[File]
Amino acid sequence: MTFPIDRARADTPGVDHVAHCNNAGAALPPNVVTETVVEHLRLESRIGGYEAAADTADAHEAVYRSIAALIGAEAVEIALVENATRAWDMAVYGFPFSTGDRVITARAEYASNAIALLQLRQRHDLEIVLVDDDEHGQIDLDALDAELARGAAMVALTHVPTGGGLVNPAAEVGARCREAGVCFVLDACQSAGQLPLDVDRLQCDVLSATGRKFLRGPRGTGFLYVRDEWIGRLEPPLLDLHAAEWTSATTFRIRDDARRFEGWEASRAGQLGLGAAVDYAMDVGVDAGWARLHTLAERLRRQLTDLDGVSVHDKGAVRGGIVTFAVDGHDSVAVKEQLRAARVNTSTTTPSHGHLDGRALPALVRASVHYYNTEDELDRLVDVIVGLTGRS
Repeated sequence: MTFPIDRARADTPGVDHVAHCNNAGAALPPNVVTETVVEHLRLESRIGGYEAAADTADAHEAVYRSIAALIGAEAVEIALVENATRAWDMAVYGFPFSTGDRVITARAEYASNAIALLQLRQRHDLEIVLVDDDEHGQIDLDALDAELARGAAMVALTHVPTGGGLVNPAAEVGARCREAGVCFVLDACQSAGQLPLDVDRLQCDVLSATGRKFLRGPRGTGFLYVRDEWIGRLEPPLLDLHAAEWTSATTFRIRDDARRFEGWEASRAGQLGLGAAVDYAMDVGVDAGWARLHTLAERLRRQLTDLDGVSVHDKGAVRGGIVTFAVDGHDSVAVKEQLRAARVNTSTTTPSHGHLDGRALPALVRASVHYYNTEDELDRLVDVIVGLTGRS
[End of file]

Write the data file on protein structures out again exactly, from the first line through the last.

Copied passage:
Amino acid sequence: MTFPIDRARADTPGVDHVAHCNNAGAALPPNVVTETVVEHLRLESRIGGYEAAADTADAHEAVYRSIAALIGAEAVEIALVENATRAWDMAVYGFPFSTGDRVITARAEYASNAIALLQLRQRHDLEIVLVDDDEHGQIDLDALDAELARGAAMVALTHVPTGGGLVNPAAEVGARCREAGVCFVLDACQSAGQLPLDVDRLQCDVLSATGRKFLRGPRGTGFLYVRDEWIGRLEPPLLDLHAAEWTSATTFRIRDDARRFEGWEASRAGQLGLGAAVDYAMDVGVDAGWARLHTLAERLRRQLTDLDGVSVHDKGAVRGGIVTFAVDGHDSVAVKEQLRAARVNTSTTTPSHGHLDGRALPALVRASVHYYNTEDELDRLVDVIVGLTGRS
Repeated sequence: MTFPIDRARADTPGVDHVAHCNNAGAALPPNVVTETVVEHLRLESRIGGYEAAADTADAHEAVYRSIAALIGAEAVEIALVENATRAWDMAVYGFPFSTGDRVITARAEYASNAIALLQLRQRHDLEIVLVDDDEHGQIDLDALDAELARGAAMVALTHVPTGGGLVNPAAEVGARCREAGVCFVLDACQSAGQLPLDVDRLQCDVLSATGRKFLRGPRGTGFLYVRDEWIGRLEPPLLDLHAAEWTSATTFRIRDDARRFEGWEASRAGQLGLGAAVDYAMDVGVDAGWARLHTLAERLRRQLTDLDGVSVHDKGAVRGGIVTFAVDGHDSVAVKEQLRAARVNTSTTTPSHGHLDGRALPALVRASVHYYNTEDELDRLVDVIVGLTGRS